According to the results of the present study, specimens in the control group (no fiber post) revealed higher catastrophic failure rate compared to the other groups, which indicates that insertion of a fiber post may enhance the clinical performance of endodontically treated teeth even if the failure load remains relatively not effected27,30. The presence of a uniform 1-mm-thick coronal structure (group 2) resulted in the highest fracture resistance value, especially when compared to the control group, which is in agreement with the results of previous studies31,32.

A point of clinical relevance is that the fracture resistance of specimens with non-uniform coronal structure (group 3 and 4) was lower than the specimens without a ferrule (group 5), with consideration to maintaining as much as possible of sound tooth structure. It could be advised to adjust the coronal structure evenly to provide a flat seat for the core build up material, which could improve the fracture resistance of endodontically, treated teeth. Further research is needed to fully cover this issue21,26.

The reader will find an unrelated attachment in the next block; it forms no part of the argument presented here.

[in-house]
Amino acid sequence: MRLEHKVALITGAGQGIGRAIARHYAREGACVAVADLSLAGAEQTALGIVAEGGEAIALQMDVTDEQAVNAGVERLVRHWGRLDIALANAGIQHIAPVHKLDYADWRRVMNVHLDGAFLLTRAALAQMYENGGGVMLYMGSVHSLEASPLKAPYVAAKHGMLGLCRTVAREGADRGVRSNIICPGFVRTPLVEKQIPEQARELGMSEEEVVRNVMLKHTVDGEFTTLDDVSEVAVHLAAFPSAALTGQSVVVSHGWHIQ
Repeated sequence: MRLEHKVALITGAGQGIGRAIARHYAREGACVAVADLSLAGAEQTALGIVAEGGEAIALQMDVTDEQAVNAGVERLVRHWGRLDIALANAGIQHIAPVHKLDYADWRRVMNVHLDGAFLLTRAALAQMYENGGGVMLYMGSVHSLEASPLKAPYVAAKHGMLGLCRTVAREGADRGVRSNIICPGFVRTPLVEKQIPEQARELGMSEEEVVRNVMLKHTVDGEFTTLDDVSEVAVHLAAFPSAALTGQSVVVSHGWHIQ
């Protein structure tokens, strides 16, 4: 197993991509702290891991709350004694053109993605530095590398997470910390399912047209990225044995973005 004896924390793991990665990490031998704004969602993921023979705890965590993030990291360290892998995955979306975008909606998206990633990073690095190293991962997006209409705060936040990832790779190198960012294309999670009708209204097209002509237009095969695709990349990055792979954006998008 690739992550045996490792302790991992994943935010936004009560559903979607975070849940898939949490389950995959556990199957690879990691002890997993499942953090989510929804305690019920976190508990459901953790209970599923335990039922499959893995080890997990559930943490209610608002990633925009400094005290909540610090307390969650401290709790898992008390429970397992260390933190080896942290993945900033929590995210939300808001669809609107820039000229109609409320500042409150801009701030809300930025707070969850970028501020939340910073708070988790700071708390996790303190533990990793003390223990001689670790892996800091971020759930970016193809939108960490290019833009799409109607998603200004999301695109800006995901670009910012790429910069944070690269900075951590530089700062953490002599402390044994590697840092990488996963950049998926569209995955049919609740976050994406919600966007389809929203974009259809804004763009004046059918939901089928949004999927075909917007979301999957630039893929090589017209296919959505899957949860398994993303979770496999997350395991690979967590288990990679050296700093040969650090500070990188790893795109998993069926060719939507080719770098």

Lithia disilicate-based all-ceramic crowns were used in this study because of its high flexural strength (400 MPa), easily etched using hydrofluoric acid, readily silanized and bonded with any suitable resin cement. It has also been reported that the mean chewing force of adults ranges between 7 to 15 kg, and the maximum biting force could reach up to 90 kg34. As the fracture loads in all groups in the present study were found to be greater than the ordinary chewing force, and even greater than the maximum biting force, their mechanical strength could be considered satisfactory from a clinical point of view10.